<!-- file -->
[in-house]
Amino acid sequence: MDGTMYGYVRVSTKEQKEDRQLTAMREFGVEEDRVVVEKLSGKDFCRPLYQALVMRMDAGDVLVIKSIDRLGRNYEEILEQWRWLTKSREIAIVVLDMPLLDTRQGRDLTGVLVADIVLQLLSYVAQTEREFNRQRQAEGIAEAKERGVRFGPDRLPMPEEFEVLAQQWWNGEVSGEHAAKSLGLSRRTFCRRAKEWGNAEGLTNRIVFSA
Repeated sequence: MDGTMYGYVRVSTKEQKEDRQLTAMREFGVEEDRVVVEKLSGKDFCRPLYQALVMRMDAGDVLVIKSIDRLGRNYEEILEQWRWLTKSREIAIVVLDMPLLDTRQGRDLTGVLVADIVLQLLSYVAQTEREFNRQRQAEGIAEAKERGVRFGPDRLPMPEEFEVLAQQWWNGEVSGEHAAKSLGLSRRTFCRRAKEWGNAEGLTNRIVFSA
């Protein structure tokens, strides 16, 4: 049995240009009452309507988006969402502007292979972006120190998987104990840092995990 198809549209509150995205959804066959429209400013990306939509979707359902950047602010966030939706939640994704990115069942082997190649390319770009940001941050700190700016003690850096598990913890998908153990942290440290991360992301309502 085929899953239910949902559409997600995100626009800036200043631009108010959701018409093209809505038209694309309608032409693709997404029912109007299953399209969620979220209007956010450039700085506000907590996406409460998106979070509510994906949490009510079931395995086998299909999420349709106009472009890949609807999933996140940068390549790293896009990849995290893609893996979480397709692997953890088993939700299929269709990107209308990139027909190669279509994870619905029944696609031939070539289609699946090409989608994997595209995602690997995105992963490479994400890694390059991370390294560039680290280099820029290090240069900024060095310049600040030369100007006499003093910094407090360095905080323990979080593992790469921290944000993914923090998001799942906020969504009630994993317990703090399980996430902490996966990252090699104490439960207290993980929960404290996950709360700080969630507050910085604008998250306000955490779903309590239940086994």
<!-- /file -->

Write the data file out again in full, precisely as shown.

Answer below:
[in-house]
Amino acid sequence: MDGTMYGYVRVSTKEQKEDRQLTAMREFGVEEDRVVVEKLSGKDFCRPLYQALVMRMDAGDVLVIKSIDRLGRNYEEILEQWRWLTKSREIAIVVLDMPLLDTRQGRDLTGVLVADIVLQLLSYVAQTEREFNRQRQAEGIAEAKERGVRFGPDRLPMPEEFEVLAQQWWNGEVSGEHAAKSLGLSRRTFCRRAKEWGNAEGLTNRIVFSA
Repeated sequence: MDGTMYGYVRVSTKEQKEDRQLTAMREFGVEEDRVVVEKLSGKDFCRPLYQALVMRMDAGDVLVIKSIDRLGRNYEEILEQWRWLTKSREIAIVVLDMPLLDTRQGRDLTGVLVADIVLQLLSYVAQTEREFNRQRQAEGIAEAKERGVRFGPDRLPMPEEFEVLAQQWWNGEVSGEHAAKSLGLSRRTFCRRAKEWGNAEGLTNRIVFSA
């Protein structure tokens, strides 16, 4: 049995240009009452309507988006969402502007292979972006120190998987104990840092995990 198809549209509150995205959804066959429209400013990306939509979707359902950047602010966030939706939640994704990115069942082997190649390319770009940001941050700190700016003690850096598990913890998908153990942290440290991360992301309502 085929899953239910949902559409997600995100626009800036200043631009108010959701018409093209809505038209694309309608032409693709997404029912109007299953399209969620979220209007956010450039700085506000907590996406409460998106979070509510994906949490009510079931395995086998299909999420349709106009472009890949609807999933996140940068390549790293896009990849995290893609893996979480397709692997953890088993939700299929269709990107209308990139027909190669279509994870619905029944696609031939070539289609699946090409989608994997595209995602690997995105992963490479994400890694390059991370390294560039680290280099820029290090240069900024060095310049600040030369100007006499003093910094407090360095905080323990979080593992790469921290944000993914923090998001799942906020969504009630994993317990703090399980996430902490996966990252090699104490439960207290993980929960404290996950709360700080969630507050910085604008998250306000955490779903309590239940086994």